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Office of the Ohio Consumers’ Counsel

The Ohio Senate Finance Committee

Testimony Regarding Amended Substitute House Bill 487

Presented by:
Bruce J. Weston
Consumers’ Counsel
Office of the Ohio Consumers’ Counsel

May 8, 2012

Good afternoon Chairman Widener, Vice-Chairwoman Jones, Ranking Member Sawyer, and members of the Senate Finance Committee. I am Bruce Weston, the Ohio Consumers’ Counsel. Thank you for allowing me to appear before you today to discuss a specific section of Amended Substitute House Bill 487 (“HB 487” or “the Bill”) and its potential impact on Ohio’s residential utility consumers. The Office of the Ohio Consumers’ Counsel (“OCC”) is the statutory representative for residential utility consumers and regularly appears on their behalf before the Public Utilities Commission of Ohio (“PUCO” or “Commission”).

The omnibus amendment to HB 487 included a provision related to regulated natural gas distribution utilities (for ORC Section 4929.041). OCC has concerns about the amendment’s impact on natural gas consumers. I will briefly explain the amendment, our concerns, and some recommendations for improvement. OCC encourages this Committee to remove this provision and allow it to be considered on its own merits in separate legislation.

Some natural gas utilities are well-positioned to transport the dry and wet natural gas that will result from Ohio’s shale plays, based on the location of these utilities’ existing gas pipelines. The customers of these utility companies have paid for the construction and maintenance of this natural gas pipeline infrastructure for decades. Under regulatory ratemaking, the revenues produced from utility assets that are in service can help to lower or moderate charges to customers by offsetting utility costs. HB 487 removes this potential benefit from consumers, with regard to natural gas gathering pipelines. Gathering lines are the lines used to collect natural gas from production wells and transport it to the distribution system.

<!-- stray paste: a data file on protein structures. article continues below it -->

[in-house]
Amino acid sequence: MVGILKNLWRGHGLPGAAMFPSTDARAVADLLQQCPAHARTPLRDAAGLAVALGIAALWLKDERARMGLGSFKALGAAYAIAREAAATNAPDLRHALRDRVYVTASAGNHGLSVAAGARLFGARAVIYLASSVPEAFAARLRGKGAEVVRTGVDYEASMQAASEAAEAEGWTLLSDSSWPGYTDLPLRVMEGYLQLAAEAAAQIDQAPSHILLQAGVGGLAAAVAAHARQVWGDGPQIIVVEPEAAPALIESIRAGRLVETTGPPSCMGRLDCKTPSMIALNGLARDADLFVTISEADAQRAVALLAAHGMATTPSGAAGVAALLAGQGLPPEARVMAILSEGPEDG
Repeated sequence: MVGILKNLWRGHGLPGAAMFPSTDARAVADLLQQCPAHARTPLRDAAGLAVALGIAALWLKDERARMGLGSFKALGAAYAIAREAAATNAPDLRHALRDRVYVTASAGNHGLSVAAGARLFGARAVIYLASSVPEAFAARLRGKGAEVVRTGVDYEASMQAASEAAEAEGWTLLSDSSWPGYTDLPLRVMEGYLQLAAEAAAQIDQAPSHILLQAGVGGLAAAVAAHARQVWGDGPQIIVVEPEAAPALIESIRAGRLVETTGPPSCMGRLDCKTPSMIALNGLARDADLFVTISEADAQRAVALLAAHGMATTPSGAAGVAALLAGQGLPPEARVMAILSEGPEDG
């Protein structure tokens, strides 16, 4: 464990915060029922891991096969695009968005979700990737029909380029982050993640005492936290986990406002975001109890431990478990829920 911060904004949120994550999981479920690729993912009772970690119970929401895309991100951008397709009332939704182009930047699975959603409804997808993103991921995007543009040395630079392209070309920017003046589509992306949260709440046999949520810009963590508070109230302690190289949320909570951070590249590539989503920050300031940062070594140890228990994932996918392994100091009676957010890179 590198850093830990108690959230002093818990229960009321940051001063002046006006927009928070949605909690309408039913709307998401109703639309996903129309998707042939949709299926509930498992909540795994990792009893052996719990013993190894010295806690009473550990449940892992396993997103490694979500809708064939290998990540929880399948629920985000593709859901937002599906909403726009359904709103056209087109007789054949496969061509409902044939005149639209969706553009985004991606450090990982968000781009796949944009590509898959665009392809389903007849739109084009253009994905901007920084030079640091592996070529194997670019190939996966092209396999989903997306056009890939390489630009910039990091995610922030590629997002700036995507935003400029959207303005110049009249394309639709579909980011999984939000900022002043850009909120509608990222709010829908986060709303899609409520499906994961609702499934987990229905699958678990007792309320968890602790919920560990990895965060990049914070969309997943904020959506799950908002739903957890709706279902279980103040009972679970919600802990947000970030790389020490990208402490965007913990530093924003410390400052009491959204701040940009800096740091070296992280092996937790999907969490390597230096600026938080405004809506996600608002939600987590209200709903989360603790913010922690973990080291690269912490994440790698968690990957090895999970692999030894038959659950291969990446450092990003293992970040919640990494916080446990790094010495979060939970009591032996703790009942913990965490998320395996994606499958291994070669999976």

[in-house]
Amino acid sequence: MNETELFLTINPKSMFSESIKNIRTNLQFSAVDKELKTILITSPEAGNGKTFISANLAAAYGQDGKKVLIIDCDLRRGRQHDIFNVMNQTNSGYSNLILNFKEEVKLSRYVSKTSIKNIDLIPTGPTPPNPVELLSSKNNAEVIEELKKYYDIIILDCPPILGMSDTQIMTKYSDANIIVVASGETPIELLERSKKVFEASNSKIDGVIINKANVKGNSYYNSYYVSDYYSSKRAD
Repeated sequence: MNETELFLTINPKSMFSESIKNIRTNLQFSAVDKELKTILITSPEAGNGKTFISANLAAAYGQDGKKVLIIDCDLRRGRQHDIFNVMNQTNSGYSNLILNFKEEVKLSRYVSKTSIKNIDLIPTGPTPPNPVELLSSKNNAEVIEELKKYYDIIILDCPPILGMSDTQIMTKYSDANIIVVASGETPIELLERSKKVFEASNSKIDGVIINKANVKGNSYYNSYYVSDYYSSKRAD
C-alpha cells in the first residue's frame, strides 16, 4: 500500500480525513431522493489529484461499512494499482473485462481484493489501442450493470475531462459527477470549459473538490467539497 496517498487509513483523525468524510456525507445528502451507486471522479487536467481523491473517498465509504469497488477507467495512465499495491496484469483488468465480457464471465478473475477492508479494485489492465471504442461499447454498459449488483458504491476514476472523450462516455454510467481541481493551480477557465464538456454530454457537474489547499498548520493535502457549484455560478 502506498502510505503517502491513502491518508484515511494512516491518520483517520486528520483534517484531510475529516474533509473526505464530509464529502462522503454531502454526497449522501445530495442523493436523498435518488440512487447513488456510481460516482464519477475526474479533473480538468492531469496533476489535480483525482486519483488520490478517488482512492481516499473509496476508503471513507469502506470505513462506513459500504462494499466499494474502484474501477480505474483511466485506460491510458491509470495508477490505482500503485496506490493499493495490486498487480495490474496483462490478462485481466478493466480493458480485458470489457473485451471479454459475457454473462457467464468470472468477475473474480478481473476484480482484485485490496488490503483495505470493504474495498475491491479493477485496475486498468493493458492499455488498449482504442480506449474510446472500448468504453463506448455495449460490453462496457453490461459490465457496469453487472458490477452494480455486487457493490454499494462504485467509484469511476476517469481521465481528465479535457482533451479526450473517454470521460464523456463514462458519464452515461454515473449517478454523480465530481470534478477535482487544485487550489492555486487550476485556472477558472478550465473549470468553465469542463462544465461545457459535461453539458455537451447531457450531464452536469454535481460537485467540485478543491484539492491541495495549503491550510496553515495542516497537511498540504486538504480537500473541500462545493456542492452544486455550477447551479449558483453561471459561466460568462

The Bill would enable natural gas utilities to strategically pick their assets involving natural gas gathering pipelines for transfer out of regulated service and into a private entity. Once that transfer occurs, the revenue generated by the newly unregulated facilities would benefit the utility’s shareholders and not its customers. The utility’s customers, after years of paying for the construction and maintenance of the pipelines, would receive no benefit after the transfer when the utility would re- dedicate the lines to a more profitable use. Under the Bill, the utility’s regulated facilities that are in service to Ohio customers could become a lucrative source to utility shareholders, enabling them to avoid the tremendously higher capital costs of new construction in the market.

There are important questions and issues the Bill leaves unanswered:

  • Should revenues from the converted pipeline be used to reduce rate case costs or to fund future gas pipeline infrastructure improvements? Under the proposal, a utility could file a rate case for millions of dollars in rate increases, while at the same time it could be earning many more millions of dollars in unregulated revenues from the converted pipeline.
  • Will converting the gas pipelines negatively impact the distribution system’s reliability for customers or negatively impact the ability for low-cost Ohio dry gas to come onto the system and benefit Ohio customers?
  • How long will customers continue to pay for these pipelines that are in utility rates while the utilities exclusively benefit from the higher profits?
  • Are utility customers paying for the repair and replacement of the same infrastructure to be transferred? If so, how will customers be compensated?
  • How will the transfer of assets impact natural gas rates for customers in Ohio?
  • Will customers be asked to rebuild a new pipeline, at a much higher cost, at some point in the future to replace the transferred pipeline?


OCC encourages the Committee to remove this amendment from HB 487 and allow this issue to be considered in separate legislation by all of the interested parties.1 More time is needed for the development of testimony and recommendations in this process.

Also, OCC recommends that the Committee allow the PUCO to exercise its discretion with regard to ratemaking issues involving the pipelines. The PUCO’s authority should include the discretion to set a value for customers to receive for the assets that are proposed for transfer. And the PUCO should have the discretion to remove the costs of the assets from the rate base at the time the assets are transferred, without waiting for the utility to file a rate case.

Some states, such as Colorado, Indiana, Michigan, Pennsylvania and others, require utilities to file an application with the state regulator prior to removing pipelines from customers’ use. Such an application would allow the PUCO to hear evidence on the issues, and to make a determination balancing the interests of consumers, the utility, and other interested parties.

Customers should receive the benefit of a fair value on revenue-producing assets that are transferred from regulated service. And customers should be protected from continuing to pay for the costs of the pipeline assets after the utility is receiving the exclusive benefit of the revenues from the assets. Thank you for the opportunity to testify today with regard to this specific issue in HB 487.

1 The amendment includes all of the changes to section 4929.041